Poorly planned tree planting harms essential ecosystems

92% of all new tree plantations established in the tropics between 2000 and 2012 were in the wrong places, have a negative impact on fragile biodiversity and little chance of success.

As research and our understanding of the climate crisis grows and improves, so does the seeming complexity of the problem. Now, a study of the effects of tree planting to improve the planet’s carbon sequestration and storage capabilities offers alarming evidence that many such projects have been poorly designed and poorly executed.

In terms of numbers, the University of Maryland Baltimore County (UMBC) assessment suggests that 92% of all new tree plantings established in the tropics between 2000 and 2012 were in hotspots of the biodiversity, with 14% in arid biodomes where tree species are unlikely to thrive but extremely likely to damage existing ecosystems.

Many have also encroached on protected national parks, with 9% of the conversational landmass in the humid tropics now affected in this way. Given that 45% of reforestation commitments under the Bonn Challenge take the form of tree planting, understanding the overall impact is critical to ensuring a safe and effective response to the climate crisis.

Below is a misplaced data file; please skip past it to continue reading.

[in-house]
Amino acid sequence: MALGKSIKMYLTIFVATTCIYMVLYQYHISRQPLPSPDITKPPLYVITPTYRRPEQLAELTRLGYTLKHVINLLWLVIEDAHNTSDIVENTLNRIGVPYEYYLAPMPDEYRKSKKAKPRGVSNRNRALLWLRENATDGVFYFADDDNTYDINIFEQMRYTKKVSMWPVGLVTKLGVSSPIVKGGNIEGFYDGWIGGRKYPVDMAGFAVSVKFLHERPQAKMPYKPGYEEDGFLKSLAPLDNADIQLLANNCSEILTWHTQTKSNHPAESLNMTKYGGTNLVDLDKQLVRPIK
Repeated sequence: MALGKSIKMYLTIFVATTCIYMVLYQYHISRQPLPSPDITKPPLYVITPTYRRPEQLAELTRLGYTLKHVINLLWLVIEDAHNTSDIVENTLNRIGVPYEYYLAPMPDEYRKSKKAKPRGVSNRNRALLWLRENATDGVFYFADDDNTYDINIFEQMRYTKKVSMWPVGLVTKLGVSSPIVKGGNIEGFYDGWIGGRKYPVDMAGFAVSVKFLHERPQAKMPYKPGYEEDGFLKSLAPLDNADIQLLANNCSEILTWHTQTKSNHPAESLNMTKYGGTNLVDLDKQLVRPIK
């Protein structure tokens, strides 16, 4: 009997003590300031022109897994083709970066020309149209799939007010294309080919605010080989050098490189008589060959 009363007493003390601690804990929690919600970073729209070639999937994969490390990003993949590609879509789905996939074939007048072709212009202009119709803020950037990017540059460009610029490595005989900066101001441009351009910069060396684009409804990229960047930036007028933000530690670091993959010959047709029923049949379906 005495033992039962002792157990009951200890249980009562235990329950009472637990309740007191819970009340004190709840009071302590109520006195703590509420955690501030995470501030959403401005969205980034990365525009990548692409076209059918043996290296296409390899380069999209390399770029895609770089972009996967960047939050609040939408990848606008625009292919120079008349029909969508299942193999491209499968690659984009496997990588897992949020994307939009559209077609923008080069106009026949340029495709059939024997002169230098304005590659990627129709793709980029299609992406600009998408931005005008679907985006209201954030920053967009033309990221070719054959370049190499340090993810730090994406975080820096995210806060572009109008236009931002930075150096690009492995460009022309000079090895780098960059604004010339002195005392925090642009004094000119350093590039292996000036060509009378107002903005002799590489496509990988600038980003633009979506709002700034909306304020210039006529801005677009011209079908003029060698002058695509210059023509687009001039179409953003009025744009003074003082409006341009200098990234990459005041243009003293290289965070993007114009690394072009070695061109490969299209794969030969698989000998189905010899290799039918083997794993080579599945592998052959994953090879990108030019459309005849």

“Environmentalists have been sounding the alarm about this for more than a decade, but no one has a hard figure on the scale of what is actually happening.” said Matthew Fagan, assistant professor of geography and environmental systems at UMBC, citing projects in China where trees have been planted at the edge of the Gobi Desert and in Egypt where plantations are found at the intersection between dunes Saharan and Sahelian grasslands. In both cases, the soil disturbance released carbon, with the overall effect of “killing the grasslands that were there”, while the trees often die of drought.

“In the United States, we have a large area of ​​relatively wet woods, and we tend to idolize tree planting as some sort of ultimate environmental act,” Fagan continued. “But there’s a lot of value in grasslands and savannahs that we don’t necessarily see. And when you plant trees, you basically destroy that ecosystem…I would really like to see governments around the world reevaluate their restoration plans, or at least be more transparent when their plans involve planting trees, especially in areas which may not be suitable for planting. trees.’

Despite these concerns, a 2019 study by Ohio State University concluded that plants and trees offer the cheapest and most effective way to remove air pollution, supporting the idea that the way and location of planting projects are key to their success.

Image credit: Etienne Boulanger